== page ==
UK fears for DTT over 4G interference
The UK government has admitted that nearly 2 million digital terrestrial households could have their service disrupted by 4G LTE mobile services as they roll out over the next few years.
This has met criticism from the broadcasting community, which has already had to contend with the threat of future erosion of DTT spectrum from LTE services hungry for extra bandwidth.
The UK’s culture minister Ed Vaizey has now confirmed in a written answer to a question in the country’s parliament that around 945,000 individual UK households using signal amplifiers, along with a further 953,000 homes with communal aerials, could experience TV interference when 4G mobile networks are launched. This followed a consultation involving regulator Ofcom on co-existence of DTT services and new mobile services in the 800MHz band, which concluded that households within about 2 Kms (1.25 miles) of an LTE mast would be affected. Up to 10,000 homes would not be able to receive a DTT signal at all, and would have to resort to satellite, cable or IPTV.
The government had already laid plans to tackle the problem by requiring the mobile carriers setting up 4G networks to foot the bill for alleviating the interference. This would create a fund of £180 million ($290 million) administered by a new independent agency called MitCo. This would distribute filters to affected homes, hooking up with the existing digital TV box to block out noise.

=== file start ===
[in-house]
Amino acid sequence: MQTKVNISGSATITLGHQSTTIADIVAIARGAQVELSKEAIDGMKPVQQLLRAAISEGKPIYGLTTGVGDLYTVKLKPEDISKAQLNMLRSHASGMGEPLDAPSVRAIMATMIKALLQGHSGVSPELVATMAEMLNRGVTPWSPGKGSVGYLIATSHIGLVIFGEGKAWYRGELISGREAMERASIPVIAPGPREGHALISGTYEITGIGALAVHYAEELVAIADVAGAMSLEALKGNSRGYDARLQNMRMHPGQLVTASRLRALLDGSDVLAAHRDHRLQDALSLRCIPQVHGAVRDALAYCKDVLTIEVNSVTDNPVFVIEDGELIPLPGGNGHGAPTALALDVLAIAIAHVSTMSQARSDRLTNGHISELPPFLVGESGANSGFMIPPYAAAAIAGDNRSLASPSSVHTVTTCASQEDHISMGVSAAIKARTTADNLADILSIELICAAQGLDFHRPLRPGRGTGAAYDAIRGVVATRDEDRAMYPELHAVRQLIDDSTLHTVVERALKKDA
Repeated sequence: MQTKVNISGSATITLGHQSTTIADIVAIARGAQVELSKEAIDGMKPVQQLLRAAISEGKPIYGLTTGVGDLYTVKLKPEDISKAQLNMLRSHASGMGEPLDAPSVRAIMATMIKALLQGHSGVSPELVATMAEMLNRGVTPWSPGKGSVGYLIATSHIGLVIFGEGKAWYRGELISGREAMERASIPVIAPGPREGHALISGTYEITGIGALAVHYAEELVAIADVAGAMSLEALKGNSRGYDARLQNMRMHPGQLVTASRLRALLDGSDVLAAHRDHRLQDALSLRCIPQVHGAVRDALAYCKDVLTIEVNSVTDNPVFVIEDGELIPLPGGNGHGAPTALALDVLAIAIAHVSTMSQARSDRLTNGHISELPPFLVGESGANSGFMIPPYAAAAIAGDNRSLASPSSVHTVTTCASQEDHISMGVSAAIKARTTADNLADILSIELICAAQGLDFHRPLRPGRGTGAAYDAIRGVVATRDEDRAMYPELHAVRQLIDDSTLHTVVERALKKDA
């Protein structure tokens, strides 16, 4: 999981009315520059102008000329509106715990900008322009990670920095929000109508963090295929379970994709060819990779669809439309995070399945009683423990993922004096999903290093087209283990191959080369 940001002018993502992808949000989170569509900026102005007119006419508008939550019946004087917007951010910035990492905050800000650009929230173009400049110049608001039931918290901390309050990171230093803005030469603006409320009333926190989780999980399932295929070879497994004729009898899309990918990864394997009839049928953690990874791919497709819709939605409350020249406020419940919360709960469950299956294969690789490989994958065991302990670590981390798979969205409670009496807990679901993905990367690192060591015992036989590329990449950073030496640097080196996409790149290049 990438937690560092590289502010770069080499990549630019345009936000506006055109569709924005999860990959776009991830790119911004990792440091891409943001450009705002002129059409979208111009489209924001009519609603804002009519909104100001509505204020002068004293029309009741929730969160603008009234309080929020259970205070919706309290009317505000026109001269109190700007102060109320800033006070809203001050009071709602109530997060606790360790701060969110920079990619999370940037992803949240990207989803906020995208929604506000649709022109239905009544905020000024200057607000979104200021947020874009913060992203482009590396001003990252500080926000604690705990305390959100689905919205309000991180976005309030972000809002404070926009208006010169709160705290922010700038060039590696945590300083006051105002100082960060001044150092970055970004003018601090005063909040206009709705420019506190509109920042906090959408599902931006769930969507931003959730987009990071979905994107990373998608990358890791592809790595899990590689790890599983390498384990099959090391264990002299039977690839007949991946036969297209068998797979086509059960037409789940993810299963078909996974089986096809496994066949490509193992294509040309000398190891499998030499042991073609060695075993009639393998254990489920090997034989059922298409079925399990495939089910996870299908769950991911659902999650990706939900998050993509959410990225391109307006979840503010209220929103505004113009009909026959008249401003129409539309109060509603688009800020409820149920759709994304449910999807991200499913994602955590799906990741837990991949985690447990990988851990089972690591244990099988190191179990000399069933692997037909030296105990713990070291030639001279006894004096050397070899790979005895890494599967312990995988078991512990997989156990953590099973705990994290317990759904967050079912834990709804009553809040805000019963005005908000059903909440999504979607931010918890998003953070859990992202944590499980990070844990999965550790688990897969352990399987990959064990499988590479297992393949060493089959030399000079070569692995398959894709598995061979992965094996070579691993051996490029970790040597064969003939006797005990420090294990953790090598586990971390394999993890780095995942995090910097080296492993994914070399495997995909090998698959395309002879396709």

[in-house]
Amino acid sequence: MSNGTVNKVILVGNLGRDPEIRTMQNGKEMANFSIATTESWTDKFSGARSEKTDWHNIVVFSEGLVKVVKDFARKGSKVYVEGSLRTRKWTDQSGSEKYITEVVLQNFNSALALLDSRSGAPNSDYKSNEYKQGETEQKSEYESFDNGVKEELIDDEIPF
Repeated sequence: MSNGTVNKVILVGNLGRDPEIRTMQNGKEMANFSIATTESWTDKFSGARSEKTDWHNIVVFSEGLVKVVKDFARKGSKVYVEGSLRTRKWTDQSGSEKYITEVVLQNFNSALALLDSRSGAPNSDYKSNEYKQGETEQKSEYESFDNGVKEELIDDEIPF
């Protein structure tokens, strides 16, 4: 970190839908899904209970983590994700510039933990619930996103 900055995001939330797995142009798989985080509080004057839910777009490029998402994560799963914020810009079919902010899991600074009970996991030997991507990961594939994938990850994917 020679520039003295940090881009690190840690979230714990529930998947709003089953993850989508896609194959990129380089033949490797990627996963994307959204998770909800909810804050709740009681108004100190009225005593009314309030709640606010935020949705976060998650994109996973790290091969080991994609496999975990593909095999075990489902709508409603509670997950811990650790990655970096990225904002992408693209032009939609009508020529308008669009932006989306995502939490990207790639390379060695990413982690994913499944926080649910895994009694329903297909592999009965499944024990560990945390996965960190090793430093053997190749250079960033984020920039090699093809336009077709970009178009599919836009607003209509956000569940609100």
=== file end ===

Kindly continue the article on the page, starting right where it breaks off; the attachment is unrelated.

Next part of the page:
But, broadcasters are arguing these measures are inadequate and urging the government to take additional money from the auctioning of 4G spectrum to telecoms companies to pay for more comprehensive measures, presumably including some spectrum replanning. The auction of 4G spectrum is expected to raise around £2.5 billion ($4 billion) for the government, so there is potential to donate more for dealing with DTT interference.
Among the strongest critics of the 4G process has been the BBC, whose director of policy and strategy John Tate said: “4G is a great development but should not be allowed to interfere with people’s TV reception. There are plans in place that aim to reduce this interference, but we believe that sufficient money should be deducted from the 4G auction proceeds to prevent it altogether. This is based on the established principle that the polluter pays.”